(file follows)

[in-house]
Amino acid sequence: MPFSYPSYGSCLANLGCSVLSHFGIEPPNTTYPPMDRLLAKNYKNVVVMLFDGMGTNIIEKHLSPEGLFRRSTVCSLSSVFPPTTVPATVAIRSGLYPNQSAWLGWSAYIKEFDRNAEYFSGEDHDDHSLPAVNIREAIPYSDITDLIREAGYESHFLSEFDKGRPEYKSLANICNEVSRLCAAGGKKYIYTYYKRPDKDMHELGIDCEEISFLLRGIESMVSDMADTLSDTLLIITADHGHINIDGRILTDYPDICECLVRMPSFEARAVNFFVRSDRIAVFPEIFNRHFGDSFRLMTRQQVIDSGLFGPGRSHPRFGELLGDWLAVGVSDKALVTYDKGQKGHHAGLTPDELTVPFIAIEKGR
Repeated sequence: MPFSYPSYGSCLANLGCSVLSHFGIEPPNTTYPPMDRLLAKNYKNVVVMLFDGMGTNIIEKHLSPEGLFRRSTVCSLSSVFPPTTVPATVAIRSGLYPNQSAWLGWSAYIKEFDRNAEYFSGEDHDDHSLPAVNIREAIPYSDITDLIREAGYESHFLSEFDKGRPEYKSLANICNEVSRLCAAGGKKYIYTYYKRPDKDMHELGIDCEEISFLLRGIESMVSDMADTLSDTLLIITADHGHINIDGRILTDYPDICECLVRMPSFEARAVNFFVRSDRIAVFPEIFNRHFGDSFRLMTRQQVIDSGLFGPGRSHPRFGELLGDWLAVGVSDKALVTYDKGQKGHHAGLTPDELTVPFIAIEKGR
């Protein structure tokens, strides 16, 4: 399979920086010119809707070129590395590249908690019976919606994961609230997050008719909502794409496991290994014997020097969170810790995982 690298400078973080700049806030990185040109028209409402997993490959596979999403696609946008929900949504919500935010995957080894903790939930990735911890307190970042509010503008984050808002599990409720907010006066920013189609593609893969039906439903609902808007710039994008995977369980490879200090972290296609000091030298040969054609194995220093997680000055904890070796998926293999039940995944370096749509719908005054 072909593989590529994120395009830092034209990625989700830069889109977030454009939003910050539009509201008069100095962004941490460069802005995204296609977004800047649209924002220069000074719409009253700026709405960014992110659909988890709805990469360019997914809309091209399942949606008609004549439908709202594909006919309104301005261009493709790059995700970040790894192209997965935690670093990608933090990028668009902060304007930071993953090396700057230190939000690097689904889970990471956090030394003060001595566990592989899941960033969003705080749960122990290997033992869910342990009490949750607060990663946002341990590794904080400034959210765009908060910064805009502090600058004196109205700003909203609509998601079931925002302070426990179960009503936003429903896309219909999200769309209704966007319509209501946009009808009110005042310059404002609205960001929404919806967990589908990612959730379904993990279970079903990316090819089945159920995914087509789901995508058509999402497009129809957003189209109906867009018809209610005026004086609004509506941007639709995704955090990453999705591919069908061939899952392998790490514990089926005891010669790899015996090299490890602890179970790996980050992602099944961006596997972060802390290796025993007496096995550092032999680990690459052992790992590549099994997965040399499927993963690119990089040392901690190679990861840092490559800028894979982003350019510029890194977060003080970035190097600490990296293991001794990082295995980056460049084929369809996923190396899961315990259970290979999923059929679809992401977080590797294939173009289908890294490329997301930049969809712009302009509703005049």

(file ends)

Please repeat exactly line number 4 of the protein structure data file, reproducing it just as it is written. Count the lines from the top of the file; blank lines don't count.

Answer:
């Protein structure tokens, strides 16, 4: 399979920086010119809707070129590395590249908690019976919606994961609230997050008719909502794409496991290994014997020097969170810790995982 690298400078973080700049806030990185040109028209409402997993490959596979999403696609946008929900949504919500935010995957080894903790939930990735911890307190970042509010503008984050808002599990409720907010006066920013189609593609893969039906439903609902808007710039994008995977369980490879200090972290296609000091030298040969054609194995220093997680000055904890070796998926293999039940995944370096749509719908005054 072909593989590529994120395009830092034209990625989700830069889109977030454009939003910050539009509201008069100095962004941490460069802005995204296609977004800047649209924002220069000074719409009253700026709405960014992110659909988890709805990469360019997914809309091209399942949606008609004549439908709202594909006919309104301005261009493709790059995700970040790894192209997965935690670093990608933090990028668009902060304007930071993953090396700057230190939000690097689904889970990471956090030394003060001595566990592989899941960033969003705080749960122990290997033992869910342990009490949750607060990663946002341990590794904080400034959210765009908060910064805009502090600058004196109205700003909203609509998601079931925002302070426990179960009503936003429903896309219909999200769309209704966007319509209501946009009808009110005042310059404002609205960001929404919806967990589908990612959730379904993990279970079903990316090819089945159920995914087509789901995508058509999402497009129809957003189209109906867009018809209610005026004086609004509506941007639709995704955090990453999705591919069908061939899952392998790490514990089926005891010669790899015996090299490890602890179970790996980050992602099944961006596997972060802390290796025993007496096995550092032999680990690459052992790992590549099994997965040399499927993963690119990089040392901690190679990861840092490559800028894979982003350019510029890194977060003080970035190097600490990296293991001794990082295995980056460049084929369809996923190396899961315990259970290979999923059929679809992401977080590797294939173009289908890294490329997301930049969809712009302009509703005049």